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Front. Plant Sci. | doi: 10.3389/fpls.2019.01497

Differences in the structural chemical composition of the primary xylem of Cactaceae: a topochemical perspective

  • 1Graduate College (COLPOS), Mexico
  • 2Institute of Biology, National Autonomous University of Mexico, Mexico

The xylem of Cactaceae is a complex system with different types of cells whose main function is to conduct and store water, mostly during the development of primary xylem, which has vessel elements and wide-band tracheids. The anatomy of primary xylem of Cactaceae has been widely studied but little is known about its chemical composition. The aim of this study was to determine the structural chemical composition of the primary xylem of Cactaceae and to compare it with the anatomy in the group. Seeds from eight cacti species were used, representing the Pereskioideae, Opuntioideae, and Cactoideae subfamilies. Seeds were germinated and growth for eight months. Subsequently, only the stem of the seedling was selected, dried, milled and processed following the TAPPI T-222 om-02 norm; lignin was quantified using the Klason method and cellulose with the Kurshner-Höffer method. Using the Fourier Transform Infrared Spectroscopy, the percentage of syringyl and guaiacyl in lignin was calculated. Seedlings of each species were fixed, sectioned, and stained for its anatomical description and fluorescence microscopy analysis for the topochemistry of the primary xylem. The results showed that there were significant differences between species (p<0.05), except in the hemicelluloses. Through a principal component analysis it was found that the amount of extractive-free stem and hot water soluble extractives were the variables that separated the species, followed by cellulose and hemicelluloses, since the seedlings developed mainly parenchyma cells and the conductive tissue showed vessel elements and wide-band tracheids, both with annular and helical thickenings in secondary walls. The type of lignin with the highest percentage was guaiacyl-type, which is accumulated mainly in the vessels, providing rigidity. Whereas in the wide-band tracheids from metaxylem, syringyl lignin accumulated in the secondary walls S2 and S3, which permits an efficient flow of water and gives the plant the ability to endure difficult conditions during seedling development. Only one species can be considered to have paedomorphosis, since the conductive elements had a similar chemistry in primary and secondary xylem.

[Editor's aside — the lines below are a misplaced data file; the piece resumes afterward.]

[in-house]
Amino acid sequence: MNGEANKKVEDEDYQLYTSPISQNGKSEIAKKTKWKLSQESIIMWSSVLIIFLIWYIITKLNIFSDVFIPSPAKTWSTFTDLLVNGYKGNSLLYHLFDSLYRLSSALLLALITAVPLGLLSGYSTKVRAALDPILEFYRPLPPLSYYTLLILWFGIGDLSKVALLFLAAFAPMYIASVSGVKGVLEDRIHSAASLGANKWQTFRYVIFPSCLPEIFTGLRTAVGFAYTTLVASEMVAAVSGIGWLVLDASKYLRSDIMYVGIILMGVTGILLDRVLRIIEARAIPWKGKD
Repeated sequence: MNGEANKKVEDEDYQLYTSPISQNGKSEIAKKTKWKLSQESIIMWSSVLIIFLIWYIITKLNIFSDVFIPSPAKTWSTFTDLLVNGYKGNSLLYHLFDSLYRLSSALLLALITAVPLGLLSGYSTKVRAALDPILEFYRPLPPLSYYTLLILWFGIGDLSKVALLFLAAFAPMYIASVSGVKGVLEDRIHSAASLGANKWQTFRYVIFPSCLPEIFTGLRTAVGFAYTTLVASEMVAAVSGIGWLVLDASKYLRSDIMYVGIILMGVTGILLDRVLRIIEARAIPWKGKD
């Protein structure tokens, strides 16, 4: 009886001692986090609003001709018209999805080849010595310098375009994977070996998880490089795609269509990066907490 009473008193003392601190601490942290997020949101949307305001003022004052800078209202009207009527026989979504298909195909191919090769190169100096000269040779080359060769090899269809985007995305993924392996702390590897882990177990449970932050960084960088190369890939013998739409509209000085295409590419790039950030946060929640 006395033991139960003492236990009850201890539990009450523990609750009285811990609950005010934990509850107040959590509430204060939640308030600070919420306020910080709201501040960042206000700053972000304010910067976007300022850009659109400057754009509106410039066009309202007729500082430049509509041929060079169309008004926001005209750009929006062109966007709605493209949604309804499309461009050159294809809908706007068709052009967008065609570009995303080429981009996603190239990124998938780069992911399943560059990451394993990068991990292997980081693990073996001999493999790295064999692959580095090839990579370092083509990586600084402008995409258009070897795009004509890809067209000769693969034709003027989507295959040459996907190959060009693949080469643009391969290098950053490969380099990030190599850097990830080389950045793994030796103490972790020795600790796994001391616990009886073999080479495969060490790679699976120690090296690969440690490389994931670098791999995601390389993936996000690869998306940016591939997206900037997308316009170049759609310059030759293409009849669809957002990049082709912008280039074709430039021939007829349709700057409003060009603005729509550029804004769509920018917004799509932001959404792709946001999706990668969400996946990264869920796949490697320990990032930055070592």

Keywords: FTIR, guaiacyl-type lignin, topochemistry, primary xylem cellulose, tracheary elements

Received: 07 Jul 2019; Accepted: 29 Oct 2019.

Copyright: © 2019 Maceda, Soto Hernandez, Peña-Valdivia, Trejo-López and Terrazas. This is an open-access article distributed under the terms of the Creative Commons Attribution License (CC BY). The use, distribution or reproduction in other forums is permitted, provided the original author(s) and the copyright owner(s) are credited and that the original publication in this journal is cited, in accordance with accepted academic practice. No use, distribution or reproduction is permitted which does not comply with these terms.

* Correspondence: Prof. Teresa Terrazas, Institute of Biology, National Autonomous University of Mexico, Mexico City, México, Mexico, tterrazas@ib.unam.mx